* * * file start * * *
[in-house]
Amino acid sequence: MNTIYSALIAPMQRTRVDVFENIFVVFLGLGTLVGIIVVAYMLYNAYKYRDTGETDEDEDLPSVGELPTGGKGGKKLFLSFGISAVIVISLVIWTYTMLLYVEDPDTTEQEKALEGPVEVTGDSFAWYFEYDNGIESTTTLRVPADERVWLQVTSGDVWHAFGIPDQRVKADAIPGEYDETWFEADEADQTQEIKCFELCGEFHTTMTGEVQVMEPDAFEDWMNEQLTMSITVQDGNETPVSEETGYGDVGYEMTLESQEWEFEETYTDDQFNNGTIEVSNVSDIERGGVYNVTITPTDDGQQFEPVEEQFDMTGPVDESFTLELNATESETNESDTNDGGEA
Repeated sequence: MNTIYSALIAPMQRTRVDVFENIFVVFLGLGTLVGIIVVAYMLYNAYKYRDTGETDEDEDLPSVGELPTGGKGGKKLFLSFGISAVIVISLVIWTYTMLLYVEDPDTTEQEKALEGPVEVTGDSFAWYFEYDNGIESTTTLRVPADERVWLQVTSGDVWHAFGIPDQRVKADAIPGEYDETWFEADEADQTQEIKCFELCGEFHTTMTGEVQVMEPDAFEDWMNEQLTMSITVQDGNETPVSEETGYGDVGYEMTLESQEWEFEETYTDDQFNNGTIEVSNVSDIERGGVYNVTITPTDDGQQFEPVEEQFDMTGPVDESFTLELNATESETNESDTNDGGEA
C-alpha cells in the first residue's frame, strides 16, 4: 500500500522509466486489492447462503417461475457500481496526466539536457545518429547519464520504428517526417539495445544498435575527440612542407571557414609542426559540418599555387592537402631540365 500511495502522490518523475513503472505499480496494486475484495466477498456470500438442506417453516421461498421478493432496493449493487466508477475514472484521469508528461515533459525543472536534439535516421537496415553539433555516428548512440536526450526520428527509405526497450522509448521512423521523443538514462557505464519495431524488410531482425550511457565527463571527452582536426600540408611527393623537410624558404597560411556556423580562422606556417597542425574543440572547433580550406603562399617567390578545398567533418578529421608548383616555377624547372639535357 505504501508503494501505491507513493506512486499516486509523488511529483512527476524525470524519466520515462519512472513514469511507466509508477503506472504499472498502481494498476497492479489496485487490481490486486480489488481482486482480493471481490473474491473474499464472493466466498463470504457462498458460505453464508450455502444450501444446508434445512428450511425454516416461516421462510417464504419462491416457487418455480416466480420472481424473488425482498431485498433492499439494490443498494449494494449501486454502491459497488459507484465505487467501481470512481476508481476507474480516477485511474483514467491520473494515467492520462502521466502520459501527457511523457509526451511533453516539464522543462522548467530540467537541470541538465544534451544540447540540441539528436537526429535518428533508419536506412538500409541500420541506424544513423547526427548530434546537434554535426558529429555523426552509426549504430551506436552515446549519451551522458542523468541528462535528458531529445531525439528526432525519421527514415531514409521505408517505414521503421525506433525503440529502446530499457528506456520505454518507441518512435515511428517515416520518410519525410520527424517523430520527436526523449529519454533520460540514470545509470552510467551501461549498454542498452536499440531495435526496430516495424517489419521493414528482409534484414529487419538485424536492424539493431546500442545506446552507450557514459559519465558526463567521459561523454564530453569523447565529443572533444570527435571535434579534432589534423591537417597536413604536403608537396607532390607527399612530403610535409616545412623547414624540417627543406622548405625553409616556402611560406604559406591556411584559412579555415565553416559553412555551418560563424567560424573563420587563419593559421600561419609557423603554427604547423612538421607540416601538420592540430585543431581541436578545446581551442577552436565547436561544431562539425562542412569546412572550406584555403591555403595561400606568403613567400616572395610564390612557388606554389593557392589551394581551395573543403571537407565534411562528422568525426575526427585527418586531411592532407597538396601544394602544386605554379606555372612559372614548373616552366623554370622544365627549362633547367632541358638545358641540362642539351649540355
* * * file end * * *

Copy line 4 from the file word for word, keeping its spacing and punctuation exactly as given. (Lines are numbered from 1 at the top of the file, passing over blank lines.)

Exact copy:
C-alpha cells in the first residue's frame, strides 16, 4: 500500500522509466486489492447462503417461475457500481496526466539536457545518429547519464520504428517526417539495445544498435575527440612542407571557414609542426559540418599555387592537402631540365 500511495502522490518523475513503472505499480496494486475484495466477498456470500438442506417453516421461498421478493432496493449493487466508477475514472484521469508528461515533459525543472536534439535516421537496415553539433555516428548512440536526450526520428527509405526497450522509448521512423521523443538514462557505464519495431524488410531482425550511457565527463571527452582536426600540408611527393623537410624558404597560411556556423580562422606556417597542425574543440572547433580550406603562399617567390578545398567533418578529421608548383616555377624547372639535357 505504501508503494501505491507513493506512486499516486509523488511529483512527476524525470524519466520515462519512472513514469511507466509508477503506472504499472498502481494498476497492479489496485487490481490486486480489488481482486482480493471481490473474491473474499464472493466466498463470504457462498458460505453464508450455502444450501444446508434445512428450511425454516416461516421462510417464504419462491416457487418455480416466480420472481424473488425482498431485498433492499439494490443498494449494494449501486454502491459497488459507484465505487467501481470512481476508481476507474480516477485511474483514467491520473494515467492520462502521466502520459501527457511523457509526451511533453516539464522543462522548467530540467537541470541538465544534451544540447540540441539528436537526429535518428533508419536506412538500409541500420541506424544513423547526427548530434546537434554535426558529429555523426552509426549504430551506436552515446549519451551522458542523468541528462535528458531529445531525439528526432525519421527514415531514409521505408517505414521503421525506433525503440529502446530499457528506456520505454518507441518512435515511428517515416520518410519525410520527424517523430520527436526523449529519454533520460540514470545509470552510467551501461549498454542498452536499440531495435526496430516495424517489419521493414528482409534484414529487419538485424536492424539493431546500442545506446552507450557514459559519465558526463567521459561523454564530453569523447565529443572533444570527435571535434579534432589534423591537417597536413604536403608537396607532390607527399612530403610535409616545412623547414624540417627543406622548405625553409616556402611560406604559406591556411584559412579555415565553416559553412555551418560563424567560424573563420587563419593559421600561419609557423603554427604547423612538421607540416601538420592540430585543431581541436578545446581551442577552436565547436561544431562539425562542412569546412572550406584555403591555403595561400606568403613567400616572395610564390612557388606554389593557392589551394581551395573543403571537407565534411562528422568525426575526427585527418586531411592532407597538396601544394602544386605554379606555372612559372614548373616552366623554370622544365627549362633547367632541358638545358641540362642539351649540355